Organizational Justice: An Analysis of Approaches, Dimensions and Outcomes


Lalit Kumar Yadav and Nagendra Yadav


Organizational justice is identified as one of the core values of an organization. Over the years, research has confirmed that justice in an organization is a subjective term; what is important is employees’ perception of what is just or unjust. Employees have high expectations from organizations in terms of fairness in both, the distribution of resources and the procedure adopted. Employees even adjust to some aberrations if the organization exhibits trust, is honest and extends respect and dignity to employees. The paper discusses at length the reasons that make justice critical to employees. The various dimensions of organizational justice: distributive, procedural and interactional are discussed, and how they are related to each other. In the latter part of the paper, the consequences of organizational justice are examined and how they influence individuals and organizations. A theoretical conceptual model is proposed and some hypotheses are also laid out. The authors assert the inevitability of fairness for long term sustainability of organizations. Managerial implications, limitations and future course for research are also suggested.

Literature Review

As early as 1949, Fayol, in his classic book ‘General and Industrial Management’ (Fayol, 1949) mentions justice when talking about “authority and responsibility”. He pointed out that “the need for sanction has its origin in a sense of justice” (Fayol, 1949, page 21). Equity forms one of the 14 principles of management outlined by Fayol (1949). Reference to involving individuals to solve conflicts in organizations is a direct assertion of interactional fairness in Follett’s (1949) work.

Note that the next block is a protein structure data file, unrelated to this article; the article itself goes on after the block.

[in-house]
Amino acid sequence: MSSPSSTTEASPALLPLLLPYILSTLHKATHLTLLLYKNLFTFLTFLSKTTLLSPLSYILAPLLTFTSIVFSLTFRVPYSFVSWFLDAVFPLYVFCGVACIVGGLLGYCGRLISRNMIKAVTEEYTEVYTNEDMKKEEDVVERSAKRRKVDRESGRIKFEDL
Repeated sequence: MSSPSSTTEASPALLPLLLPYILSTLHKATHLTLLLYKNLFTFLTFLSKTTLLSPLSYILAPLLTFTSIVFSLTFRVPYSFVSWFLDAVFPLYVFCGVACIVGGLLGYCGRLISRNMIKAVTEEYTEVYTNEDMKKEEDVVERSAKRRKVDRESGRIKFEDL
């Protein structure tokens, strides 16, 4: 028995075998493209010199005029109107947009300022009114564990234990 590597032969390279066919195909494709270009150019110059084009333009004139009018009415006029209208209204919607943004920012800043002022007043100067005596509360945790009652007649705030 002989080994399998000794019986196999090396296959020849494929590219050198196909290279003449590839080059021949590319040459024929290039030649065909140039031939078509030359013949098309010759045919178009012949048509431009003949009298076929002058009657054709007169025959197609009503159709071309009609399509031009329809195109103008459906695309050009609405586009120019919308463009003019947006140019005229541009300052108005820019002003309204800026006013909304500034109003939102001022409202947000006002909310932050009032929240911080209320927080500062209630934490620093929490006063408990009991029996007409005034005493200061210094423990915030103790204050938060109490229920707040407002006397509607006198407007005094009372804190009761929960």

Organizational justice refers to “the just and ethical treatment of individuals within an organization” (Cropanzano, 1993). According to Greenberg (1990b), organizational justice is “the term commonly used by organizational psychologists to refer to the just and fair manner in which organizations treat their employees.” Byrne and Cropanzano (2001) see it as “the psychology of justice applied to organizational settings.” According to Fortin (2008), organizational justice helps in understanding how employees associated themselves with the complexity and multiplicity of employment relationships. Organizational sciences view justice as socially constructed, meaning an act by the organization is taken as just only if the individual perceives so on the basis of empirical research (Cropanzano & Greenberg, 1997). Proclaiming a transaction as “just” means that it is in line with basic standards of appropriate or ethical conduct (Cropanzano et al., 2002).

Early studies on organizational justice were directed towards two broad issues: employees’ perception of what they receive (outcomes) and the process which led to these outcomes (procedures) (Cropanzano & Greenberg, 1997). Distributive justice, as defined by Greenberg (1990), is a perception of fairness regarding resource allocation, based upon input and output considerations. It is largely based on work by Adams (1965). Procedural justice emerged from the seminal work by Thibaut and Walker (1975). Procedures adopted should be fair in coming to any outcome (Leventhal, 1980), and employees should have some ‘voice’ and ‘control’ over the process (Lind et Tyler, 1988). The period of the late 1980s saw justice research highlighting the “social side of fairness” (Bies & Moag, 1986; Greenberg, 1993). Interactional justice was introduced as a third dimension of justice, having two facets. Interpersonal dimension evoked the elements of respect and dignity, while the informational dimension catered to transparency and openness (Greenberg, 1993).


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